Remaining free agents Broncos’ Sean Payton may target before camp
In explaining the Broncos’ decision to release veteran kicker Brandon McManus on Thursday, coach Sean Payton acknowledged that money played a part.
It comes down to “must-haves” sometimes, he said, and Denver didn’t think McManus fit that category when compared to the $3.75 million it could free up against its 2023 cap by jettisoning him with a post-June 1 designation.
Denver will need to sign a kicker, of course, so that will chew into the available money to some degree, but that’s not the only position Payton has his eyes on.
“The transactions continue here from now until training camp,” he said. “There may be a player of two that we are still looking to sign. We factored a lot of that in and then we made that decision.”
NFL Players Association data for the Broncos wasn’t fully current as of Thursday evening, listing $10.943 million in space but 93 contracted players. Let’s ballpark it and say Denver is likely sitting somewhere around $10 million in room to work with. It’s always nice to roll some of that over to the next year (the Broncos did that with about $10.6 million last year), but the team can be active in looking for veteran help either on the remaining free agent market or via trade in the next couple of months.
The Broncos added depth on both lines already this week in bringing back offensive tackle Cam Fleming and signing defensive tackle Tyler Lancaster.
Here’s a look at five veteran free agents who could potentially help the Broncos. You’ll notice a positional theme.
Edge Justin Houston: Broncos fans will remember Houston well from his dominant days in Kansas City. He spent the past two seasons in Baltimore and, at 34, can still bring punch rushing the passer. He logged 9.5 sacks and 17 quarterback hits in 2022 while playing 44% of the Ravens defensive snaps. Is he a 60-snaps-per-game guy these days? Nope. But put him out there for 20 per game in pass-rush situations and watch opposing offensive lines still pay attention to him.
Edge Leonard Floyd: A 2016 first-round pick by Chicago, Floyd had nine sacks for the Rams in 2022 but was a cap casualty given his big salary and lack of remaining guaranteed money. He’s started 107 games in his career and has 47 career sacks. His best three years sacks-wise came over the past three, beginning with 10.5 in 2020, 9.5 in 2021 and nine last year.
Floyd wouldn’t necessarily have to be an every-down player for Denver, but he would provide some pass-rush juice to a group that has real questions. Floyd has 187 tackles (28 for loss) in three years with the Rams, who ran a similar defense under Raheem Morris to what Vance Joseph will have in Denver. He’ll turn 31 two days before Denver’s season-opener, but his market should start to heat up as camp draws closer.
Edge Yannick Ngakoue: Like Floyd, Ngakoue is a veteran pass-rusher who could provide stability in a group that’s been beset by injuries. Ngakoue has started 15-plus games in six of his first seven pro seasons. The Broncos’ top edge man, Randy Gregory, has played more than 12 games only once in his career. Ngakoue is younger than Floyd at 28 and posted 10 sacks in 2021 for Las Vegas and 9.5 last year in Indianapolis.
Defensive lineman Akiem Hicks: If we keep the theme of Payton reuniting with players from his coaching past rolling, Hicks would make a lot of sense. He’s been a disruptive presence on defensive lines just about his entire career. He played 11 games and started five for Tampa Bay last year. Before that: 31 tackles for loss over six seasons in Chicago. Before that, he began his career in New Orleans. Now 33, Hicks has been around 55% play time in three of his past four years (80% in 2020 for the Bears looks like an outlier), but he could still provide an early down presence, perhaps, for the Broncos. Or maybe they’re counting on Lancaster to fill that role.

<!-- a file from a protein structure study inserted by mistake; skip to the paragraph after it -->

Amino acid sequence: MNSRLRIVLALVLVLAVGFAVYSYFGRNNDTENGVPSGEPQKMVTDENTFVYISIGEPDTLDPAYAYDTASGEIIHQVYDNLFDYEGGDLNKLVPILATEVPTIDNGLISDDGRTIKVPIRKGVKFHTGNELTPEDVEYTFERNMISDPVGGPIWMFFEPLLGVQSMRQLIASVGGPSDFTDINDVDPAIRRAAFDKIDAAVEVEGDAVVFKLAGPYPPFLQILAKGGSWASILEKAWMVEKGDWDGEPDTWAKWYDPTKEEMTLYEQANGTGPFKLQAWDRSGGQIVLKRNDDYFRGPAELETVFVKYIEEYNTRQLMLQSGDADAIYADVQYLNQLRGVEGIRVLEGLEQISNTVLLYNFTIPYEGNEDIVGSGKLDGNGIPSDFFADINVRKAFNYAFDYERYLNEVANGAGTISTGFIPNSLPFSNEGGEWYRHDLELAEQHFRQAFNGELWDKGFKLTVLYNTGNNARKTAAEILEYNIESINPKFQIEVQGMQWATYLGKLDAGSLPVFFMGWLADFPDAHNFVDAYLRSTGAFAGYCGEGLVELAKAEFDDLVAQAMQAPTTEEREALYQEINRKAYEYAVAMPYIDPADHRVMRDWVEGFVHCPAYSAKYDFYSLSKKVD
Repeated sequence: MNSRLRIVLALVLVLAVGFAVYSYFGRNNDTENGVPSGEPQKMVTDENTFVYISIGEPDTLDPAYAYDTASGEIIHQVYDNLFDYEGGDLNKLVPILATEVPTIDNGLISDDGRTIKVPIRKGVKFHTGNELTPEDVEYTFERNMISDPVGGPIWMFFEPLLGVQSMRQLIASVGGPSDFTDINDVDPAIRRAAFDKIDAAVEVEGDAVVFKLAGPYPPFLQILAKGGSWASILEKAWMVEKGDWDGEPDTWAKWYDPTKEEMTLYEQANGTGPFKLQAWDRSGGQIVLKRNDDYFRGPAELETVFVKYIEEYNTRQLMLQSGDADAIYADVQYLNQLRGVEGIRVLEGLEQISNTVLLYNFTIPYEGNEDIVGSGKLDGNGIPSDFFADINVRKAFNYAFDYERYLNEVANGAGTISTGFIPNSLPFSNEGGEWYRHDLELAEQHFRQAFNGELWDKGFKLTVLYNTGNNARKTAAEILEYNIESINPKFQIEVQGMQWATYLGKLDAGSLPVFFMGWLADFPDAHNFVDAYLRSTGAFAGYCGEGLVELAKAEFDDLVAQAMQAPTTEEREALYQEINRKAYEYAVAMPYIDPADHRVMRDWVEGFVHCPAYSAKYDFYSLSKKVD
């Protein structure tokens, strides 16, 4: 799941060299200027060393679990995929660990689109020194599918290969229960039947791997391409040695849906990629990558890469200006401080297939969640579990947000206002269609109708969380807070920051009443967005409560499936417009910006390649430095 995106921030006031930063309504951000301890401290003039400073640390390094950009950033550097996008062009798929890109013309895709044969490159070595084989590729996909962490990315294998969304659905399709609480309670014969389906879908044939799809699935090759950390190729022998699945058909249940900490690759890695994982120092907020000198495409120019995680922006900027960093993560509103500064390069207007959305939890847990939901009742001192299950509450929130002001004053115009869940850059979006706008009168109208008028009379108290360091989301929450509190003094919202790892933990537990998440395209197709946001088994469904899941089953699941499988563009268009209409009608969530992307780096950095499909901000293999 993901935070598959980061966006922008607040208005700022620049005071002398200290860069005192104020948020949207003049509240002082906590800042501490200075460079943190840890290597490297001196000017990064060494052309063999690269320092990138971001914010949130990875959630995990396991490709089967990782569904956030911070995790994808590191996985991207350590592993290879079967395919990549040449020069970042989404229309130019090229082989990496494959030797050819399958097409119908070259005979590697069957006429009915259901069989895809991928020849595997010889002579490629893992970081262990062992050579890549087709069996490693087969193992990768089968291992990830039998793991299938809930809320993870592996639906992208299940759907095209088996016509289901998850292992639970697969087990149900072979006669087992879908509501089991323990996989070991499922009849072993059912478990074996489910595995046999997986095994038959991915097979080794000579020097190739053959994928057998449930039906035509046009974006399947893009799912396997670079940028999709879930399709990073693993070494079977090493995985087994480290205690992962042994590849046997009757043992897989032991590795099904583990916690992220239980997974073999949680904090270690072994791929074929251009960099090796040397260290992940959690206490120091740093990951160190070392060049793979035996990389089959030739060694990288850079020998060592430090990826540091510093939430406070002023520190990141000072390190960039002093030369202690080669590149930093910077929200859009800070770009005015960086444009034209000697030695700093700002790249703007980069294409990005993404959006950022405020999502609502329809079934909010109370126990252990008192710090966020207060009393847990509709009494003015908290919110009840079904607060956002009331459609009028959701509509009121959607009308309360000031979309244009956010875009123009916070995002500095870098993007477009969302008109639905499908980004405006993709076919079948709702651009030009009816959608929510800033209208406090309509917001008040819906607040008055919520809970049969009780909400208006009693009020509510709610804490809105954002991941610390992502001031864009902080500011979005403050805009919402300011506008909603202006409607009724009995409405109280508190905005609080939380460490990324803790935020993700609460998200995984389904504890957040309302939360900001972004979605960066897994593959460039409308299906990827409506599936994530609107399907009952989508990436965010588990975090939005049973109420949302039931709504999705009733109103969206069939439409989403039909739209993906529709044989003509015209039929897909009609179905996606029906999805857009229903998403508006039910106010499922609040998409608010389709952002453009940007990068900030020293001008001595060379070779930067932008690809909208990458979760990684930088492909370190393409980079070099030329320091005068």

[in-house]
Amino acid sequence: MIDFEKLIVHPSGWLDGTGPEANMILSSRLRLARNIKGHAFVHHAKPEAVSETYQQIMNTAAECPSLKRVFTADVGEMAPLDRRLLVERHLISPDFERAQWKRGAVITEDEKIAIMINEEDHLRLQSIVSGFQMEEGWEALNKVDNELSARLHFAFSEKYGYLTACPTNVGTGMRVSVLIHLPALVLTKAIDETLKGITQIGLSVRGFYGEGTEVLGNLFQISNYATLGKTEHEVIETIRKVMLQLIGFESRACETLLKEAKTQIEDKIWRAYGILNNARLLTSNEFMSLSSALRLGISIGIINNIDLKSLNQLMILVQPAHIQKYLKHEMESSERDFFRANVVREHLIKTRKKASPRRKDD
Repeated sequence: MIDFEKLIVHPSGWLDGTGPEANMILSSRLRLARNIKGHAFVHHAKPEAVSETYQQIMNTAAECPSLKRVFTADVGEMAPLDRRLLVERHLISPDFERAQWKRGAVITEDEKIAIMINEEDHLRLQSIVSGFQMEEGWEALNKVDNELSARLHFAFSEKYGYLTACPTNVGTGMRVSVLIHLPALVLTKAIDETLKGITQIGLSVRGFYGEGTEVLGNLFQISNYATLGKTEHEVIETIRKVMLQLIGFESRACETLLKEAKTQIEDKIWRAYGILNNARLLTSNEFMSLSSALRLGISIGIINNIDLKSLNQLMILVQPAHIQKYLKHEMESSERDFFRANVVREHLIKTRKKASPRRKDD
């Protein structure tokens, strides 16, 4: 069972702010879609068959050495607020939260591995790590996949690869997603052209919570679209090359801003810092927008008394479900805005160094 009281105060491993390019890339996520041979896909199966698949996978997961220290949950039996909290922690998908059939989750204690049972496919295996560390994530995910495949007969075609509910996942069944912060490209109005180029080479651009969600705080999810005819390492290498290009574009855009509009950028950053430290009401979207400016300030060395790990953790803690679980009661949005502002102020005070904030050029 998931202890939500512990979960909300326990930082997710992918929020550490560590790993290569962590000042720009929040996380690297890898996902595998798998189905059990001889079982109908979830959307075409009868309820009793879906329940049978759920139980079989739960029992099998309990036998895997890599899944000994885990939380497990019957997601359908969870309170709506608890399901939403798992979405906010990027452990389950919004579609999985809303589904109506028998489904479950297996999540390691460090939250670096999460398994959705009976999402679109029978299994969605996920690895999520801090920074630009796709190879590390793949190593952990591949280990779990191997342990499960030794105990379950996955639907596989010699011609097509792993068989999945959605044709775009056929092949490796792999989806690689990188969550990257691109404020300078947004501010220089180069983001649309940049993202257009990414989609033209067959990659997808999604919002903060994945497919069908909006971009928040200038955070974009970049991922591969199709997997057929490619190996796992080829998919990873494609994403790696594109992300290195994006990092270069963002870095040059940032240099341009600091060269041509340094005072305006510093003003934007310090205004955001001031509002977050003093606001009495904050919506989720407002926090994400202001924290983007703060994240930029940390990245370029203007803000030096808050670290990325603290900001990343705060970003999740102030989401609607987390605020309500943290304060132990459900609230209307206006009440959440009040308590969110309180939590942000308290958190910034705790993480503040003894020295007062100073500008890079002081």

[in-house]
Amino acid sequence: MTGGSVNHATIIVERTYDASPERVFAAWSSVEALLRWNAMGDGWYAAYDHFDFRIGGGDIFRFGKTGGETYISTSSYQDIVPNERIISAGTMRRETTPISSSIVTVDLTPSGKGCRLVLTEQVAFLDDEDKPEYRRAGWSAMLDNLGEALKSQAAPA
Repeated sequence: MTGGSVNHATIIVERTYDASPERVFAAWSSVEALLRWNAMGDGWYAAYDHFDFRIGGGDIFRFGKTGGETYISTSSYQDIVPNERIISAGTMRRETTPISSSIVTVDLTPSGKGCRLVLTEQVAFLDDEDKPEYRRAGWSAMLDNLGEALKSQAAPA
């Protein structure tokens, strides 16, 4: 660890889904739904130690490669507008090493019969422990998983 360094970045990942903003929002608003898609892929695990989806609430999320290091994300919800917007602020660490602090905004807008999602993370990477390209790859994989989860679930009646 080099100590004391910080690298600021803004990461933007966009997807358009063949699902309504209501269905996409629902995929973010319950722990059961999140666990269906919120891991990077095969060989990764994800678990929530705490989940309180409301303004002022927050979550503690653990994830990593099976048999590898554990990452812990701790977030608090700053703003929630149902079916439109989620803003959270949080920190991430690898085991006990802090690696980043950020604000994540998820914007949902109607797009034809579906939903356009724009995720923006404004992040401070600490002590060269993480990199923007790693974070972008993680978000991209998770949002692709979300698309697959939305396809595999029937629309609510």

Defensive lineman Shelby Harris: If that’s the case, maybe an old friend in Harris could help in 2023. Wouldn’t that be a story after he was part of the March 2022 trade for Russell Wilson? After Seattle beat Denver in Week 1, Harris said, “That’s what happens when you trade one of your best d-linemen to the other team.” He went on to start 15 games for Seattle but was cut after the season. He’s got 24.5 sacks to his name, he and Denver know each other, and he’s played for Vance Joseph.
Running back Kareem Hunt: This one seems less likely with each passing day. Particularly so after Thursday’s revelation that Javonte Williams (knee) is taking part in OTAs in a limited capacity. The Broncos’ running back room doesn’t have a ton of experience behind Williams and Samaje Perine at this point, but it does feature several options. Denver would have to consider Hunt a clear upgrade over most of them at this point. He averaged 3.8 per carry last year for Cleveland, but averages 4.5 for his career and has 31 touchdowns to his ledger.
Safety Joshua Kalu: A different style of player, but potential help in an area of emphasis for Payton anyhow. Kalu started five games for Tennessee in 2022 and was on the field for 71% and 67% of the Titans’ special teams snaps in 2020 and 2021, respectively, before 52% last fall amid a big uptick in defensive work. You typically can’t have enough guys like that. Denver’s got a couple of potential core special teamers at safety behind Justin Simmons and Kareem Jackson, but Caden Sterns must stay healthy, Delarrin Turner-Yell has a lot to prove and sixth-round pick JL Skinner is coming off a pectoral injury. P.J. Locke is a trusted special teams guy. Perhaps the Broncos could use another from outside the organization.
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